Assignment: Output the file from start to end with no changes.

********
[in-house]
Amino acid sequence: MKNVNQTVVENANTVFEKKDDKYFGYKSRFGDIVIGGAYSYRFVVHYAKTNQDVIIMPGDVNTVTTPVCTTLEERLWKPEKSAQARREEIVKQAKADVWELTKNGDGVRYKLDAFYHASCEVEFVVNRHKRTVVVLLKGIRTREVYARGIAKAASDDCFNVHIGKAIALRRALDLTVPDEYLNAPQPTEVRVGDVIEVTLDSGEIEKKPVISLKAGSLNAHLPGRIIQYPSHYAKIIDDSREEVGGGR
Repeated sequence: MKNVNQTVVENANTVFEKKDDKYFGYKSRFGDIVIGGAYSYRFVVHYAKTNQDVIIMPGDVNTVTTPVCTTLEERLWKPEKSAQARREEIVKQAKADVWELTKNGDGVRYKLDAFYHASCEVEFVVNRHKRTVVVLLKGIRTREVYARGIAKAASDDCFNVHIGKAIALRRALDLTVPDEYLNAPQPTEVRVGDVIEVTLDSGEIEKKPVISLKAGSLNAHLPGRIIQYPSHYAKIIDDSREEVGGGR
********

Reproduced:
[in-house]
Amino acid sequence: MKNVNQTVVENANTVFEKKDDKYFGYKSRFGDIVIGGAYSYRFVVHYAKTNQDVIIMPGDVNTVTTPVCTTLEERLWKPEKSAQARREEIVKQAKADVWELTKNGDGVRYKLDAFYHASCEVEFVVNRHKRTVVVLLKGIRTREVYARGIAKAASDDCFNVHIGKAIALRRALDLTVPDEYLNAPQPTEVRVGDVIEVTLDSGEIEKKPVISLKAGSLNAHLPGRIIQYPSHYAKIIDDSREEVGGGR
Repeated sequence: MKNVNQTVVENANTVFEKKDDKYFGYKSRFGDIVIGGAYSYRFVVHYAKTNQDVIIMPGDVNTVTTPVCTTLEERLWKPEKSAQARREEIVKQAKADVWELTKNGDGVRYKLDAFYHASCEVEFVVNRHKRTVVVLLKGIRTREVYARGIAKAASDDCFNVHIGKAIALRRALDLTVPDEYLNAPQPTEVRVGDVIEVTLDSGEIEKKPVISLKAGSLNAHLPGRIIQYPSHYAKIIDDSREEVGGGR